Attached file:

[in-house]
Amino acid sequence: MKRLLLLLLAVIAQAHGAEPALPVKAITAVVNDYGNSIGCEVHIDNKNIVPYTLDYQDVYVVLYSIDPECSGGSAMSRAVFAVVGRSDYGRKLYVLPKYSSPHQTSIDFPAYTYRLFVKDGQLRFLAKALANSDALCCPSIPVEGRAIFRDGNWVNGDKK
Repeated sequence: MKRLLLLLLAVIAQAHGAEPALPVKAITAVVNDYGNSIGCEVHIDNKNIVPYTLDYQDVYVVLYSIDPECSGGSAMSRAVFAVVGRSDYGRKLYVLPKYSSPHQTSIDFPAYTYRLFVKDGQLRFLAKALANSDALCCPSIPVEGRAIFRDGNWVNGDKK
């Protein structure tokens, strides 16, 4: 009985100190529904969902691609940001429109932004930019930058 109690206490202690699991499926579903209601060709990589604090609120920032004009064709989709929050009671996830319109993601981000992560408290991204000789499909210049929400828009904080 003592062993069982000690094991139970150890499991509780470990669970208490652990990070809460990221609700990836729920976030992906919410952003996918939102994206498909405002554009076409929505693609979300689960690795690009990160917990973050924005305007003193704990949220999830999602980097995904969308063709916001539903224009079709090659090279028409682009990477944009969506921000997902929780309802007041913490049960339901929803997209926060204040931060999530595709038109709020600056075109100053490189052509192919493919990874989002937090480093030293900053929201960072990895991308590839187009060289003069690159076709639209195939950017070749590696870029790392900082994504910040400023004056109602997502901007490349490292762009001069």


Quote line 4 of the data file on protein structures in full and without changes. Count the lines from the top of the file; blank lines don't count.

């Protein structure tokens, strides 16, 4: 009985100190529904969902691609940001429109932004930019930058 109690206490202690699991499926579903209601060709990589604090609120920032004009064709989709929050009671996830319109993601981000992560408290991204000789499909210049929400828009904080 003592062993069982000690094991139970150890499991509780470990669970208490652990990070809460990221609700990836729920976030992906919410952003996918939102994206498909405002554009076409929505693609979300689960690795690009990160917990973050924005305007003193704990949220999830999602980097995904969308063709916001539903224009079709090659090279028409682009990477944009969506921000997902929780309802007041913490049960339901929803997209926060204040931060999530595709038109709020600056075109100053490189052509192919493919990874989002937090480093030293900053929201960072990895991308590839187009060289003069690159076709639209195939950017070749590696870029790392900082994504910040400023004056109602997502901007490349490292762009001069």